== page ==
Senator XENOPHON —We have heard evidence today about the extent of the problem from the National Association of Retail Grocers before you. What are the solutions? Do we need to look at the approach in other places such as Canada where they actually guarantee up to around 80 per cent or 85 per cent of small business loans? Do you look at the issue of, for instance, the requirements? The Bankers’ Association said that the APRA requirements for security seem to be much, much higher for small business loans compared to other loans. What are the solutions so that we can deal with this problem?

Dr Burn —The solutions that we put forward are for greater information to businesses. That might be making information about financial options available and in plain language. There is probably a lot of scope for improvement across the board in that regard. For instance, a sign saying, ‘Please turn off your mobile.’

Senator XENOPHON —I do not think that will improve the access to finance for small businesses.

Dr Burn —The other thing that we think would be very useful is the sort of Enterprise Connect program or a similar type of program, active programs that are often delivered by a trusted intermediary that is not necessarily held up in the department of industry.

Senator XENOPHON —Don’t we need to go a bit further than that? I think there was some reference made to commercial ready. We had a Commonwealth Development Bank until 1996. Do you actually need some greater competition injected in the marketplace or some mechanism guaranteeing small business loans so that market asymmetry or that market failure can be redressed?

Dr Burn —My instincts in that area are that there is a warning bell that rings government failure when we talk about governments guaranteeing loans.

Senator XENOPHON —Do you know how it has worked in Canada for instance?

Dr Burn —No, I do not, but I would be very interested to pursue that.

Senator XENOPHON —Perhaps through your related associations or colleagues overseas you could take that on notice as to what their experience has been.

Dr Burn —We will certainly see what we can dig up and provide the committee with that.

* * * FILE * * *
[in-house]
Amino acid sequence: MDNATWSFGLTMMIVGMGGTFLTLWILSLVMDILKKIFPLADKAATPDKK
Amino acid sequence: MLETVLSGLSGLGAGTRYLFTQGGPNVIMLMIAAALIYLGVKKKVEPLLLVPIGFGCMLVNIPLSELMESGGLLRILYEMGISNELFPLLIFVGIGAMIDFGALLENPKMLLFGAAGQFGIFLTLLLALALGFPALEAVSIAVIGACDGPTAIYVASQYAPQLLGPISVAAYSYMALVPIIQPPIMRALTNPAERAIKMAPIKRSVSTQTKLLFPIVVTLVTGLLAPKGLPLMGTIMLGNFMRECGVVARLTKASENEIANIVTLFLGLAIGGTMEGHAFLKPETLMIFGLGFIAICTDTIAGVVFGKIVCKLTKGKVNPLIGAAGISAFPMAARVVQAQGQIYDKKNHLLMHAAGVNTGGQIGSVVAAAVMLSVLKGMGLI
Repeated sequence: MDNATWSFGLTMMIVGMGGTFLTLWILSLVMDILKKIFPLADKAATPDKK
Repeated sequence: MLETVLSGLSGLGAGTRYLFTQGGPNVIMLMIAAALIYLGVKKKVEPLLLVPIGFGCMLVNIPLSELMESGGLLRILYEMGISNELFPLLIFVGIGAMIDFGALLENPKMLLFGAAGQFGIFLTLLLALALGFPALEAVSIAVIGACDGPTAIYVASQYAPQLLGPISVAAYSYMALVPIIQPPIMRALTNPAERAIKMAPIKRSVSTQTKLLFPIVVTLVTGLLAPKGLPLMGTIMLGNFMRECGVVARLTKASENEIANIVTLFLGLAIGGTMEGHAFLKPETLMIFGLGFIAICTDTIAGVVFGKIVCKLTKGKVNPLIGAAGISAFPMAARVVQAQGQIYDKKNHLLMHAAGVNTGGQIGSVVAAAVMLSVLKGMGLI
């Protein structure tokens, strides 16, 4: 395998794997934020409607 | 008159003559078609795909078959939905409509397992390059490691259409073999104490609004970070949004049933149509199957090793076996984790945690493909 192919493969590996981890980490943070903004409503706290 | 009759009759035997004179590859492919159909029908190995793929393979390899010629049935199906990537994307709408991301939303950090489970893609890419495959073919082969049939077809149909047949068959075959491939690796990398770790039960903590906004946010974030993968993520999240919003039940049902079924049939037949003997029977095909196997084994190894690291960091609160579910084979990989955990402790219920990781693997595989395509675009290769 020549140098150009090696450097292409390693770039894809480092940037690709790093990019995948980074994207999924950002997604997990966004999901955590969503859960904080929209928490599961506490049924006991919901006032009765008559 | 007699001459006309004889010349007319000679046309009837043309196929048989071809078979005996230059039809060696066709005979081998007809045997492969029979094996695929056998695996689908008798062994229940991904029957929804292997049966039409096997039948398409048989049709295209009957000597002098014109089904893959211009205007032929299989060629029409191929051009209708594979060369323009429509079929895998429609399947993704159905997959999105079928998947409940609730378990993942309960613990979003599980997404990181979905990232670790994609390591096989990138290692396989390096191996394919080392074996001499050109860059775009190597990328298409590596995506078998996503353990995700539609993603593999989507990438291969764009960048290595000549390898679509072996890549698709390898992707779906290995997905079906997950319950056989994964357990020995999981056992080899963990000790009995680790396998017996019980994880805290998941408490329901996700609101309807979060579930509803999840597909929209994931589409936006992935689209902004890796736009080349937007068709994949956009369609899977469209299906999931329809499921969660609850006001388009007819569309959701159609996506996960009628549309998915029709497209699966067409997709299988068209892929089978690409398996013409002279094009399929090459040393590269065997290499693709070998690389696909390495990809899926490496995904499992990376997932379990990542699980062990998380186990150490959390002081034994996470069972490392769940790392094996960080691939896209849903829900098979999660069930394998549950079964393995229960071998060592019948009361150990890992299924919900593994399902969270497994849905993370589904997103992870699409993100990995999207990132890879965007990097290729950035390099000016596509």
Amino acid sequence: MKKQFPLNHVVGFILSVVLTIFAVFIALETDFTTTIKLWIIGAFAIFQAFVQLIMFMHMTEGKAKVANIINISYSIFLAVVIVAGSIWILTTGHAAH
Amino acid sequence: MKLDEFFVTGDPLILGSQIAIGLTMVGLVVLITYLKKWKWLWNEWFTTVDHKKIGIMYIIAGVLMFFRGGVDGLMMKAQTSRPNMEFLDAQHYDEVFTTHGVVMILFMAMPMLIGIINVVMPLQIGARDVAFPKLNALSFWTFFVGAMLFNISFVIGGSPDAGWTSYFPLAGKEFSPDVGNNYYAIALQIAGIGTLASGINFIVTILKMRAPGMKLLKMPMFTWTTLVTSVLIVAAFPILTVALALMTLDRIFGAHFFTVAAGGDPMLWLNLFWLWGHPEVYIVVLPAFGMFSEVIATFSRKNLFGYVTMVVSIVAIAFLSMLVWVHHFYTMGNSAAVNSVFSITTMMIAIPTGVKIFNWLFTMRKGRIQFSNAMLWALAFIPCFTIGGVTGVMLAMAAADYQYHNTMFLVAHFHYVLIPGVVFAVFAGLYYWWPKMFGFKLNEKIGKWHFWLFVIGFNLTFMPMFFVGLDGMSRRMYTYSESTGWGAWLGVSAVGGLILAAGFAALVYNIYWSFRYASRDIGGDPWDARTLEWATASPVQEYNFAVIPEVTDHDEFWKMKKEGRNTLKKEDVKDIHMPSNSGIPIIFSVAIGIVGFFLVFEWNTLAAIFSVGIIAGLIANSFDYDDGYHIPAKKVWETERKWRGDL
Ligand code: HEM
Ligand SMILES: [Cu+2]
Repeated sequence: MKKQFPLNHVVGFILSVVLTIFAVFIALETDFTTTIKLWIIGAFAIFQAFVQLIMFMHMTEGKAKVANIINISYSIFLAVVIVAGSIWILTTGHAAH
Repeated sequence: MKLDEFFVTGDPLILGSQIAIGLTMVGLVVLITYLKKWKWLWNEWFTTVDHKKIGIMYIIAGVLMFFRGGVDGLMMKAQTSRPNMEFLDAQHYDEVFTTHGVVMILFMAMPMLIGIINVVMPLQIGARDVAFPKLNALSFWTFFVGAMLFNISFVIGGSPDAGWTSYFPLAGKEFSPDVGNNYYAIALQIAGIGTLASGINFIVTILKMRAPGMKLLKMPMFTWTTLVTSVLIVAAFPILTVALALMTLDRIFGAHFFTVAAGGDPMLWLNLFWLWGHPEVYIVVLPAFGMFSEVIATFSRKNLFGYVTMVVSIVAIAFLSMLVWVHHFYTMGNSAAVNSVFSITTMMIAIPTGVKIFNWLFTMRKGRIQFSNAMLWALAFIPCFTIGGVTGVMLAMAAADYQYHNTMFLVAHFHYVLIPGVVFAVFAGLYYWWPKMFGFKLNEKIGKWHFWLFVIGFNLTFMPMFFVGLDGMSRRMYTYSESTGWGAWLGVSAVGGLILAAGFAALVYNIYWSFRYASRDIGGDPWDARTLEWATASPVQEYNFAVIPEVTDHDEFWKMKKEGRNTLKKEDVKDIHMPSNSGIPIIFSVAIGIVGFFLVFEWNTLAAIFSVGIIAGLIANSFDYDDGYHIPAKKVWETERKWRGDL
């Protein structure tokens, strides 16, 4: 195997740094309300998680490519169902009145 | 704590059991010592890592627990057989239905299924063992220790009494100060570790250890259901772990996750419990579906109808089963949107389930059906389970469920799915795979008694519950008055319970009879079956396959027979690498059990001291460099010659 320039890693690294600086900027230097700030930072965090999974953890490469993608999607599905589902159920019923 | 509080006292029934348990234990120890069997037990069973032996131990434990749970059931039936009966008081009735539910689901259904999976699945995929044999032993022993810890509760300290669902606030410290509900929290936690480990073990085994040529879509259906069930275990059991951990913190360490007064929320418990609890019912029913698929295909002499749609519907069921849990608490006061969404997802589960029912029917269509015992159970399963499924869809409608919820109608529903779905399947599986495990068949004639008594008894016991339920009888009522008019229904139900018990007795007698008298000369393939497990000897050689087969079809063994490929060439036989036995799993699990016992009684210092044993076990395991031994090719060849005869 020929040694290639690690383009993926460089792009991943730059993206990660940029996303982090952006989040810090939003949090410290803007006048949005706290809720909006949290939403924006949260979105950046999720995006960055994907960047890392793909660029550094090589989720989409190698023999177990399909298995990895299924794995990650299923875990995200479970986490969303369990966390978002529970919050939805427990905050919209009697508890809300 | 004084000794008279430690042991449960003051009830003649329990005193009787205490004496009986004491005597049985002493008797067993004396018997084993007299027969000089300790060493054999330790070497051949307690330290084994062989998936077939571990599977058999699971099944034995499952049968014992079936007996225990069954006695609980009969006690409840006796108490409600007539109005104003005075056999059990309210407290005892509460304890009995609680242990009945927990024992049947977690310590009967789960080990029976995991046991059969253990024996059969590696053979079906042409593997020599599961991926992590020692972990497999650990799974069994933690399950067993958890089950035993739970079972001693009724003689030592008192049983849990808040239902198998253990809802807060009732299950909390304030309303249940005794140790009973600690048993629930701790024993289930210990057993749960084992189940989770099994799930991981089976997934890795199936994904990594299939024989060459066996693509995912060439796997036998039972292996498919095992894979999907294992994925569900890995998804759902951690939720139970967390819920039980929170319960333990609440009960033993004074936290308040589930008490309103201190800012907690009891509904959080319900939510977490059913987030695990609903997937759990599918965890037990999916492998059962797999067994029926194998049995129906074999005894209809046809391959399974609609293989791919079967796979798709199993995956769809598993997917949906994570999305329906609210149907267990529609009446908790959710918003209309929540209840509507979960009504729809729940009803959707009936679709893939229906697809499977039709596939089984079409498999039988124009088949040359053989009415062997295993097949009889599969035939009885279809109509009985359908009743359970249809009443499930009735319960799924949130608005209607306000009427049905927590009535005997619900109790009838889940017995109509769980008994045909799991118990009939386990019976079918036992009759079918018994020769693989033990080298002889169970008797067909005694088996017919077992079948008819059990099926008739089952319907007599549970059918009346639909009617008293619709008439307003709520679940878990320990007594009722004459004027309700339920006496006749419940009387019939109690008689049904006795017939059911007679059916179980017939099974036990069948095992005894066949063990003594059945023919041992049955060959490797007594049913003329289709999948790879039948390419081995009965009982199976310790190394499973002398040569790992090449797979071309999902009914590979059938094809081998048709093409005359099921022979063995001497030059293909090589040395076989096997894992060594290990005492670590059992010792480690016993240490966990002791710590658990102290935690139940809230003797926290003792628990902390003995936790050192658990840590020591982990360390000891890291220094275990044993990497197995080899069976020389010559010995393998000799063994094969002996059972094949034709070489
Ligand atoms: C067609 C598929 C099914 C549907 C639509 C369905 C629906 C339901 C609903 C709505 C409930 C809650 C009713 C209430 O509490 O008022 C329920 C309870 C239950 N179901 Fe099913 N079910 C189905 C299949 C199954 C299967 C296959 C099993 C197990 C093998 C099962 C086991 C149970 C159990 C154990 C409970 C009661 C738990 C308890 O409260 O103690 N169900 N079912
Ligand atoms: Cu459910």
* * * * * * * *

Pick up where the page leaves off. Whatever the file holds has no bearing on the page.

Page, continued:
Mr Chindamo —We are saying that by providing financial training to firms it will allow smaller businesses to actually be in a better place to make a business case, if you like, to banks so that they can actually tap into the credit markets a lot easier, and external finance a lot easier, irrespective of where we are in the economic cycle. Often smaller firms have not necessarily done all the homework required, have not necessarily put together a business case and banks seem to be more reluctant to therefore lend.

Senator XENOPHON —I agree with you that that is a good thing, but even if you have a well-informed small business that ticks all the boxes and that provides all the information, when you have got things such as the ABA who said in their submission, ‘Capital required by APRA to be held by banks for small business loans is generally three times higher than for home loans and can be seven times higher for some products.’ Isn’t that a problem? Are there some deeper problems both in terms of competition and in terms of the way that the system of loans for small businesses is structured such that they are at a natural disadvantage?

Mr Chindamo —Those prudential requirements are presumably set in a way that obviously reflect the risks associated with lending to smaller versus larger firms, so obviously you would have to look at whether they are set in an optimal way. We do not have any evidence to say that they should necessarily be changed.

Senator XENOPHON —Again, if you would take this on notice, is it possible to look at whether those lending requirements are comparable in other jurisdictions in other places? I am not saying we should go to the US as a benchmark, given their problems.

Dr Burn —We will certainly look at that.

Senator McGAURAN —As you know, every interest rate rise goes to the heart of the ability of small and medium businesses to access funds, which affects their viability. In the last seven months we have had five interest rate rises. We were talking about this with the Reserve Bank earlier this morning. My question would be: in those five interest rate rises have you seen the direct effects that go to the heart of the viability of your membership? What is your view in relation to the haste to ratchet up the interest rates? Should the Reserve Bank stop and wait and see? Are they raising them too quickly?